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Miele Dishwasher Review: Yeah, It’s Worth It

by TopBusinessView

Another nerdy thing they do well is heat water. Again, sounds obvious. But Paul told me that Miele dishwashers have a sensor that makes sure the hot water is at a sanitizing temperature before starting the wash cycle—one of the only brands to do so. 

And it’s quiet. So quiet that I accidentally opened in mid-wash because I couldn’t tell it was even running. Oops! Carry on, carry on. 

Please, tell me more about your dishwasher

It’s extremely spacious. The design of the racks, with a third rack up top for silverware, means I can fit in stacks of plates, shallow bowls, cereal bowls, and wine glasses without having to worry about that bulky box of forks getting in the way. The racks can also shift—this video shows ya—so if you have something tall in the bottom (like a juice pitcher), you can adjust the middle rack to make room for it. On the middle rack, there’s a long plastic piece that flips down to hold wine glass stems in place, also creating an extra rack where I put short glassware or Pyrex prep bowls. There’s a slot in the silverware tray that slides over to make room below. I’ve crammed every inch of this dishwasher, and as long as the dishes are arranged at angles to not block the water sprayers, everything but maybe three spoons in the cutlery tray will come out clean. It never ceases to amaze me. 

There are crud sensors. The beauty of modern appliances is that they’ve somehow figured out a way to sense how dirty your dishes are and adjust the wash cycle accordingly. That’s why, when you come over for dinner, I’ll freak out if you rinse your plate before putting it in the dishwasher. A rinsed plate confuses the dishwasher. “Why am I washing a clean dish?” it will ask, and then it won’t try as hard. I put in a stainless steel saucepan that I burnt caramel in…and it came out clean. I felt like I’d won the Olympics. Let the sensors do their job! (If you’re wondering if my dishwasher filter is full of scrambled egg and whatnot, surprisingly, after a year, it’s not. That stuff must get broken down enough to disappear into the drain. You should still give your dishwasher filter a scrub every once in a while though.)

It can handle the most delicate of glassware. I recently bought beautiful, super lightweight wine glasses because I wanted to feel like I was drinking wine at a fancy restaurant at home. The instructions for the glasses said that most people break them when hand-washing (not, as I suspected, while drinking wine and playing Settlers of Catan) so I put them in the upper rack in the dishwasher. In the morning, they come out of the wash like new. If only I could say the same for myself.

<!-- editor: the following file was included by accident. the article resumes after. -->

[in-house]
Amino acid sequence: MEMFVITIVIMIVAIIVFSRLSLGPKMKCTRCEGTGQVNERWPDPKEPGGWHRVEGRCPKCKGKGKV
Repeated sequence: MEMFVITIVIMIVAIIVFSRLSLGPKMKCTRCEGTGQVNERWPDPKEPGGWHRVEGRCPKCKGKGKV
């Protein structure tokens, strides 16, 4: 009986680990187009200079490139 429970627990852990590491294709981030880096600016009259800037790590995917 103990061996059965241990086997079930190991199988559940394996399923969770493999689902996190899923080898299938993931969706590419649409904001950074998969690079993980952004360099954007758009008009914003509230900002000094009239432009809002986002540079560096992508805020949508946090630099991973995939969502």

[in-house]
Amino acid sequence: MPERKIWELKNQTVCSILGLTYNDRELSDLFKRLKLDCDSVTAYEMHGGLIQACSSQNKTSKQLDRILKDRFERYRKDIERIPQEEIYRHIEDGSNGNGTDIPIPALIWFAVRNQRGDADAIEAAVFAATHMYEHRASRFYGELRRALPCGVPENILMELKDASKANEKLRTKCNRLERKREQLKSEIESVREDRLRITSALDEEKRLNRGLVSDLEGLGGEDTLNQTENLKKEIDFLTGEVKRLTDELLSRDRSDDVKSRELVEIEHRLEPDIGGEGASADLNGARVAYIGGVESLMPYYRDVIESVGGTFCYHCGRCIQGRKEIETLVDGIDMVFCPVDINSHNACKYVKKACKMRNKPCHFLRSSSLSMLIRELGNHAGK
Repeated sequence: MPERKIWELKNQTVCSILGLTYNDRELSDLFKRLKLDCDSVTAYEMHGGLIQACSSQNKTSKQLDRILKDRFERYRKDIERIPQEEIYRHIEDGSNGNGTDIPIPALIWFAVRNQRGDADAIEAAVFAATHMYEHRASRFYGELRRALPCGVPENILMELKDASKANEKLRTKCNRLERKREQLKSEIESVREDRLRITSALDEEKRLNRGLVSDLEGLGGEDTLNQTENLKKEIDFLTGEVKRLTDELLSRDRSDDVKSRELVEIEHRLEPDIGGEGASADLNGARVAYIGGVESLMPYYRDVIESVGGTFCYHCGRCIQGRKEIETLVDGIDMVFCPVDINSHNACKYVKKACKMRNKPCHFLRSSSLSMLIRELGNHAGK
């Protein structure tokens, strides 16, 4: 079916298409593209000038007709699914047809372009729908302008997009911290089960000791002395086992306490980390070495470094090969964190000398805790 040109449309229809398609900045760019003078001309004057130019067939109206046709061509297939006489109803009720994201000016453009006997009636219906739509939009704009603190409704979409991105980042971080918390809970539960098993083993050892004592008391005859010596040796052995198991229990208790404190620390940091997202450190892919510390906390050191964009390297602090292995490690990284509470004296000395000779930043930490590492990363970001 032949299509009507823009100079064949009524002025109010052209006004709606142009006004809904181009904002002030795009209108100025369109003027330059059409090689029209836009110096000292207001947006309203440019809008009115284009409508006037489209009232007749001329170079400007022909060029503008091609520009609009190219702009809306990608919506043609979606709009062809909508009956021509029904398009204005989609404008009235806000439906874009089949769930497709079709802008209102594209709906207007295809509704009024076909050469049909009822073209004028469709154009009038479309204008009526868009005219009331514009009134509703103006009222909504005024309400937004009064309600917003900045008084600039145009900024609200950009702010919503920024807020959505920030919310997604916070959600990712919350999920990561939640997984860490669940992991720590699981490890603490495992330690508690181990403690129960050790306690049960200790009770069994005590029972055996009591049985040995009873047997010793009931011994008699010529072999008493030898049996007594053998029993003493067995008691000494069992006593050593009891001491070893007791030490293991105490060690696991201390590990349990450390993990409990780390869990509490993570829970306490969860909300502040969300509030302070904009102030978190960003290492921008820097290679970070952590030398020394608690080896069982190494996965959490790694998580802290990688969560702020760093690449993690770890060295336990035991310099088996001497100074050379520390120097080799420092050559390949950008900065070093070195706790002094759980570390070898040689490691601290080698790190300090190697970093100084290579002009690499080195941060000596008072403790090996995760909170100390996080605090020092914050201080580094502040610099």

There are other features I don’t use. There are dry cycles to sanitize baby stuff, pots and pans cycles, timers, and other high-tech things I’ve mostly ignored. I’m sure they’re cool, but I just need my plates cleaned. 

How to make the most of your pretty new dishwasher

  • Fill it correctly, with dishes at an angle 
  • Scrape food off but do. not. rinse. 
  • Use a rinse-aid like Jet-Dry. It makes a small but mighty difference 

Why didn’t I get a Bosch?

From what I’ve heard and the reviews I’ve read, Bosch dishwashers are amazing—and they have huge marketing efforts to reinforce that. They’re in such high demand right now that they’re often on backorder. When it comes down to functionality, both Bosch and Miele are going to deliver super clean, dry dishes. They use a similar amount of water and energy. Even though it was $500 more expensive, I went with Miele for its higher-end reputation, longer lifespan, and beautiful design. There’s a glow around the brand like any designer product—it’s a certified splurge. I wanted something luxurious, making me feel like I’m in an Arch Digest home tour and not in a kitchen with gray vinyl flooring that’s permanently sticky. Let me have this luxury.

Is the Miele dishwasher worth it?

Hell yes. If you can spare the cash, your dishwashing life will be better with a Miele. BA test kitchen director Chris Morocco has one too, and he seconds that statement. That said, I don’t think any worldly possession is worth getting into debt over. For significantly less, you can get a great, highly Consumer Reports-rated Bosch or KitchenAid dishwasher and it might last just as long, you never know. 

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